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Book
iv, 232 p. : ill. ; 23 cm.
SAL3 (off-campus storage)
Book
xii, 180 p. : 23 cm.
  • 1 Purpose and Operation of the Shadow Financial Regulatory Committee.- 2 Guaranty of Deposits Under the Banking Act of 1933.- 3 Restructuring Banking: The Shadow Financial Regulatory Committee's Program for Banking Reform.- 4 Market-Value Accounting by Banks: Benefits, Costs and Incentives.- 5 The Savings and Loan Rescue of 1989: Causes and Perspectives.- 6 Never Again: The S & L Bailout Bill.- 7 The Collapse of the Texas Thrift Industry: Causes of the Problem and Implications for Reform.- 8 Defective Regulatory Incentives and the Bush Initiative.- 9 The Need For Timely and Accurate Measures of Federal Deposit Insurers' Net Reserve Position.- 10 Regulatory Reform of Securities and Futures Markets: Two Years After the Crash.- Statement of Purpose.- List of Members.- List of Policy Statements.- Policy Statement No. 26.- Policy Statement No. 36.- Policy Statement No. 39.- Policy Statement No. 41.- Policy Statement No. 43.
  • (source: Nielsen Book Data)9780792390732 20160605
In light of the periodic malfunctions in important sectors of the finan- cial services industry in recent years, such as commercial banking, thrift institutions, and the securities market, numerous proposals have been developed for restructuring the financial system to improve both its safety and efficiency. Among the groups analyzing the performance of the financial system and recommending changes where necessary, has been the Shadow Financial Regulatory Committee. This Committee, which is described in greater detail in Chapter 1, consists of 12 independent banking experts from the academic and practitioner worlds that meet quarterly to analyze current developments in the financial services indus- try and to make recommendations for improvements that would be in the public interest. The purpose of the Committee, its members, and a listing of policy statements are included in the Appendix. All but one of the chapters in this volume represent essays by indi- vidual members of the Committee on issues discussed by the Committee at recent meetings and that, for the most part, resulted in policy state- ments. They basically discuss the reasons for the policy statement adopted and place the issue in perspective. Where appropriate, the rele- vant section of the respective policy statement is presented at the begin- ning of each chapter. Each essay, however, reflects only the views of the individual author and not necessarily those of other members of the Committee or of the Committee as a whole.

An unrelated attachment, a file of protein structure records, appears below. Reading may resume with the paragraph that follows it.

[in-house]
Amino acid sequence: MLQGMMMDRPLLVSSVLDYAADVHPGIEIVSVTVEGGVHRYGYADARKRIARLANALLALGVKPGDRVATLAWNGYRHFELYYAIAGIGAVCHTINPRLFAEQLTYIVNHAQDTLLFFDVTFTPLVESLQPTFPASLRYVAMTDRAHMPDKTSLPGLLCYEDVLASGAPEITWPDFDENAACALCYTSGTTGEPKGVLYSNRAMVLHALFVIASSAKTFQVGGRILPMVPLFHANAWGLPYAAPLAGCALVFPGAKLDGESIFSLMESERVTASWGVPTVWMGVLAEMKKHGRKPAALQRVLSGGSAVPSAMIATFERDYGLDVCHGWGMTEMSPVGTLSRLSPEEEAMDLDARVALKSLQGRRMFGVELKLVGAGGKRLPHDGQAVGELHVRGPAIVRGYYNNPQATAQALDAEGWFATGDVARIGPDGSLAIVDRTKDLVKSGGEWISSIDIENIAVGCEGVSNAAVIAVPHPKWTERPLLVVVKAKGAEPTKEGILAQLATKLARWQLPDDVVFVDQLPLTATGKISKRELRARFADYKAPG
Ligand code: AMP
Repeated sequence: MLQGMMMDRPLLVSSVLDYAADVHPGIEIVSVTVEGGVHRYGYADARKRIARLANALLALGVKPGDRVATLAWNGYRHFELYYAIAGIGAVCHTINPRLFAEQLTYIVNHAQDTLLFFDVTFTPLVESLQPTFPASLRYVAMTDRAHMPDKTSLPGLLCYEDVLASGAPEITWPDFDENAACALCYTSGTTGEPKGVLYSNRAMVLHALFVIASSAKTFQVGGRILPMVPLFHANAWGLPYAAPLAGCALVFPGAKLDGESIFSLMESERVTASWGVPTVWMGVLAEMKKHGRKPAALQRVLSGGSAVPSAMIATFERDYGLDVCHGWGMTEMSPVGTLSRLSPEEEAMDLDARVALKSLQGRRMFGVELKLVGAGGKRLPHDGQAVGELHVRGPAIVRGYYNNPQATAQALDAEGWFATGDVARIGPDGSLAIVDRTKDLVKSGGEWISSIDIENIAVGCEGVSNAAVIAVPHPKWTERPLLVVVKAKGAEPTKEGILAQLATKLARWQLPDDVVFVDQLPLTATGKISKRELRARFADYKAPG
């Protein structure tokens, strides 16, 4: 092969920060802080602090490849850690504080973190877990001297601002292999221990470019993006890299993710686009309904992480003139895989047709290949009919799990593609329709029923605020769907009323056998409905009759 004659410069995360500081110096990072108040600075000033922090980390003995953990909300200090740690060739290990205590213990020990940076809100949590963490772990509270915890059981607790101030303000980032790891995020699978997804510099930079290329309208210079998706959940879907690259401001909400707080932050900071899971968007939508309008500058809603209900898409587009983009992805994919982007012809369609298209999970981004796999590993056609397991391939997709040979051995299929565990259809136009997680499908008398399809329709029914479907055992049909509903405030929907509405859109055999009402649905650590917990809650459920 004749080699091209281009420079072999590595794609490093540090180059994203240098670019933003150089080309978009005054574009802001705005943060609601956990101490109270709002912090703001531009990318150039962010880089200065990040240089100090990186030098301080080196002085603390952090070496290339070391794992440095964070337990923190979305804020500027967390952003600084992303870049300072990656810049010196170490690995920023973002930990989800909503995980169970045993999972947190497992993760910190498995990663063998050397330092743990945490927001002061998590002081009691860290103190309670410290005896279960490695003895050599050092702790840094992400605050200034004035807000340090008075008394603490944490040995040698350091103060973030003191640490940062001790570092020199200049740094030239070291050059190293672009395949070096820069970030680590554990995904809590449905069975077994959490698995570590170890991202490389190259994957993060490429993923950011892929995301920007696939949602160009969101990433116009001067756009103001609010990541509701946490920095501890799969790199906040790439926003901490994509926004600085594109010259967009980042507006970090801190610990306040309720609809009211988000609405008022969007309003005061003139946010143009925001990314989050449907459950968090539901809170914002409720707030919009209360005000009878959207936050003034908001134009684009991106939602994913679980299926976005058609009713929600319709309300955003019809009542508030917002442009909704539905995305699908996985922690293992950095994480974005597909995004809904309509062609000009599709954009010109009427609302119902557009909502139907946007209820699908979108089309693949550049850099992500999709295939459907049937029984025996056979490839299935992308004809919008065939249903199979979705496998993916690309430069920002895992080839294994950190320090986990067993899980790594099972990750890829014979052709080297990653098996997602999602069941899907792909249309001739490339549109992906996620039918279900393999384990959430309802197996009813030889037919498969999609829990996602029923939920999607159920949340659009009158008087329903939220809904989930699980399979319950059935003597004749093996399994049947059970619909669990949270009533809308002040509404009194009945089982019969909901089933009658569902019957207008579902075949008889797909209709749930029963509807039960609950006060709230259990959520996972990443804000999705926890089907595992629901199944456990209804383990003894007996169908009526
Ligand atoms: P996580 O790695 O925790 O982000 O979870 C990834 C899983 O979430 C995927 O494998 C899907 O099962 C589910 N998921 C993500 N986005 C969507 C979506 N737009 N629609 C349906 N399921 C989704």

(source: Nielsen Book Data)9780792390732 20160605
SAL3 (off-campus storage)
Book
105 p. : ill ; 30 cm.
SAL3 (off-campus storage)
Book
xv, 398 p. : ill. ; 24 cm.
  • The emperors of banking have no clothes
  • How borrowing magnifies risk
  • The dark side of borrowing
  • Is it really "a wonderful life"?
  • Banking dominos
  • What can be done?
  • Is equity expensive?
  • Paid to gamble
  • Sweet subsidies
  • Must banks borrow so much?
  • If not now, when?
  • The politics of banking
  • Other people's money.
What is wrong with today's banking system? The past few years have shown that risks in banking can impose significant costs on the economy. Many claim, however, that a safer banking system would require sacrificing lending and economic growth. The Bankers' New Clothes examines this claim and the narratives used by bankers, politicians, and regulators to rationalize the lack of reform, exposing them as invalid. Admati and Hellwig argue we can have a safer and healthier banking system without sacrificing any of the benefits of the system, and at essentially no cost to society. They show that banks are as fragile as they are not because they must be, but because they want to be--and they get away with it. Whereas this situation benefits bankers, it distorts the economy and exposes the public to unnecessary risks. Weak regulation and ineffective enforcement allowed the buildup of risks that ushered in the financial crisis of 2007-2009. Much can be done to create a better system and prevent crises. Yet the lessons from the crisis have not been learned. Admati and Hellwig seek to engage the broader public in the debate by cutting through the jargon of banking, clearing the fog of confusion, and presenting the issues in simple and accessible terms. The Bankers' New Clothes calls for ambitious reform and outlines specific and highly beneficial steps that can be taken immediately.